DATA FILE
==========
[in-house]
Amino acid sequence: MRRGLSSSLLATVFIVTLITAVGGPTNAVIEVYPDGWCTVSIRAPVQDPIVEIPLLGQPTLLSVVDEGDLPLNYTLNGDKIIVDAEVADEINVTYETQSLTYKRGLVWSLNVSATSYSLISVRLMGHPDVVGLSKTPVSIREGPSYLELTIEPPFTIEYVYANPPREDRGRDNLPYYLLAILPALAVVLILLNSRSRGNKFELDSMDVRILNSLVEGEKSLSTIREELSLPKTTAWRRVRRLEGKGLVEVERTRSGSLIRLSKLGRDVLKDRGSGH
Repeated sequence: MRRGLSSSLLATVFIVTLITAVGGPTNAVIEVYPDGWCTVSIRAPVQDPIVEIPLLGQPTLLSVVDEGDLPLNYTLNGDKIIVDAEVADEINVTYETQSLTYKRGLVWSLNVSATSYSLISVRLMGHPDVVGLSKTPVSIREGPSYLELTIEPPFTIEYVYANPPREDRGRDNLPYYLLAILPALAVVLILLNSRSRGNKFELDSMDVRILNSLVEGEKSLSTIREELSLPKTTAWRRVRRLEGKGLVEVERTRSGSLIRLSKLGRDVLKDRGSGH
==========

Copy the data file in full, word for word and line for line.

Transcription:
[in-house]
Amino acid sequence: MRRGLSSSLLATVFIVTLITAVGGPTNAVIEVYPDGWCTVSIRAPVQDPIVEIPLLGQPTLLSVVDEGDLPLNYTLNGDKIIVDAEVADEINVTYETQSLTYKRGLVWSLNVSATSYSLISVRLMGHPDVVGLSKTPVSIREGPSYLELTIEPPFTIEYVYANPPREDRGRDNLPYYLLAILPALAVVLILLNSRSRGNKFELDSMDVRILNSLVEGEKSLSTIREELSLPKTTAWRRVRRLEGKGLVEVERTRSGSLIRLSKLGRDVLKDRGSGH
Repeated sequence: MRRGLSSSLLATVFIVTLITAVGGPTNAVIEVYPDGWCTVSIRAPVQDPIVEIPLLGQPTLLSVVDEGDLPLNYTLNGDKIIVDAEVADEINVTYETQSLTYKRGLVWSLNVSATSYSLISVRLMGHPDVVGLSKTPVSIREGPSYLELTIEPPFTIEYVYANPPREDRGRDNLPYYLLAILPALAVVLILLNSRSRGNKFELDSMDVRILNSLVEGEKSLSTIREELSLPKTTAWRRVRRLEGKGLVEVERTRSGSLIRLSKLGRDVLKDRGSGH